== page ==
For the past couple of weeks, I've been having flashbacks to when I was in graduate school. Maybe it's because some of my friends are still in grad school and I feel their pain. Like, really.
I've been particularly thinking about my last few weeks of grad school and how I was justthisclose to finishing with my second Masters degree (M.Ed.). Once I successfully completed a Special Project. My Special Project. Ahh, [not-so-good] memories…
Being the Type-A personality that I am, I double double-checked all the sections of my Special Project before handing it in – all 30 pages of what I felt was the culmination of long days, longer nights, over-caffeinated beverages, carpal tunnel from my poor fingers ferociously typing away at my laptop keyboard, the early onset of Astigmatism from starring at my computer screen far too long, shoulders that I’m sure rivaled “The Hunchback of Notre Dame” from, well, hunching over for hours on end, blood (figuratively), sweat (literally), and tears (again, literally). Because of all this, I was oh so sure that my Special Project, my baby, was complete to perfection when I handed it in.
It was not. A few nerve-wracking weeks later, my Advisor returned it to me and it was bleeding. My baby had red markings all over it – elaborate on this assessment of your client, discuss what you attribute your clients’ behaviors to, talk less about this theory, edit this ENTIRE section. Ouch! After my advisor returned my Special Project to me, I had one week to revise it and turn it back in for a second assessment. If the second assessment was not good enough, then I would fail the project and wouldn’t be able to graduate.
I’d been a full time graduate school student and single mom for two years, and while I knew I was so close to graduating, I was exhausted beyond measure and overwhelmed beyond what I ever thought possible. Between motherhood, work, and school, I just knew that I wouldn’t have the time or energy to revise my Special Project.
So I called my sister and asked if she could babysit. Without hesitation, she said, “Yes.”
If it weren’t for support, I wouldn’t have made it through graduate school. No way, no how. And not only the support of my sister either. There was my godmother who, although she lives in another state, would encourage me through her phone calls, inspire me through her text messages, and cheer me on through her emails. There was my old college roommate, T, who would send me care packages equipped with vitamin C and a “You can do this” pick-me-up message. There was my good friend, L, who would remind me that although grad school sucks big time, I was doing a good job. They were my girlfriends Tati and M who would listen to me vent for as long as I needed to. There were my blogger pals (yep, you guys), Facebook buddies, and Twitter followers who would cheer me on. All. The. Time. Sometimes it seemed as though y'all believed in me even when I didn’t believe in myself. Feeling that kind of love was really, really touching. Overwhelming, even.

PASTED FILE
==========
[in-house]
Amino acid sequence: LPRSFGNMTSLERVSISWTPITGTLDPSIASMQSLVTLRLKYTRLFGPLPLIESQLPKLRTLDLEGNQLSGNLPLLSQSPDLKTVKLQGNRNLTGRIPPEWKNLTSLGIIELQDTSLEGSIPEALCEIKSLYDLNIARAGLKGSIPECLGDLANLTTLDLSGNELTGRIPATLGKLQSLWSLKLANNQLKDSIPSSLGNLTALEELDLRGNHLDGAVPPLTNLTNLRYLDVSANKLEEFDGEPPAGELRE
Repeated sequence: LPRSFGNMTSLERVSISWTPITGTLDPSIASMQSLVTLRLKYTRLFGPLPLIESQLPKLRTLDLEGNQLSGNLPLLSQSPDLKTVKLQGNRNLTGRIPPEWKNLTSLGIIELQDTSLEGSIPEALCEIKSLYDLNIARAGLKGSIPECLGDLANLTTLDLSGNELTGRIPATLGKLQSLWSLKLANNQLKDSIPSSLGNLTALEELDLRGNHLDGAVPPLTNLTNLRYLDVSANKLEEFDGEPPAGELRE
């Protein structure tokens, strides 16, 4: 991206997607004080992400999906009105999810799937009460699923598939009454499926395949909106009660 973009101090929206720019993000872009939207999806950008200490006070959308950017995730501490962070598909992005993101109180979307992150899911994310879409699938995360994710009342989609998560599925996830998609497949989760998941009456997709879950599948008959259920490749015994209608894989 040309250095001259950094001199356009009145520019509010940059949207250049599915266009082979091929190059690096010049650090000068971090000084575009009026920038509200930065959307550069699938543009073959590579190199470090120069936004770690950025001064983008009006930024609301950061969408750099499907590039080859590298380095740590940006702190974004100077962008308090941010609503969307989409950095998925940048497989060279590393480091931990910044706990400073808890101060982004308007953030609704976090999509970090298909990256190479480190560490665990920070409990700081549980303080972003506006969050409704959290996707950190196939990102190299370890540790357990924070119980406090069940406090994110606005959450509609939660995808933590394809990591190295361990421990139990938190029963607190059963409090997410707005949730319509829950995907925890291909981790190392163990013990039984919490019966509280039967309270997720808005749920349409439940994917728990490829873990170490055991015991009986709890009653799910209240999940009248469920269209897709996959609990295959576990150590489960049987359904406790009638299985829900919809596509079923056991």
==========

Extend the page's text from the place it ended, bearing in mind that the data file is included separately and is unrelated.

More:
And then there was Aiden. My beautiful, too-amazing-for-words Aiden. His smile and contagious positive energy made the hard work all worthwhile because I knew that it would pay off for the both of us. His presence alone helped me to endure the sleepless nights, and the blood (figuratively), sweat (literally), and tears (again, literally). I did it for him. For us. For our future.
I’ll admit that I don’t know much about life. However, one of the things I do know is that when it comes to parenting and getting through rough patches, the things that mothers can accomplish with a little support, is nothing short of amazing. "It takes a village to raise a child," is what they say.
I’m a single mother, but I still made sure that I have my village – my support system – in place. Knowing that there are people in my corner whom I can depend on in the time of need (even if only to listen to me vent) makes me feel as though I can take on the world. Or at least try to. My support system need not be big in numbers and it need not be people who live in close proximity to me. But it is there. In place. In the time of need. And that makes a huge, huge difference in my life and in Aiden's life.
Do you have your support system in place?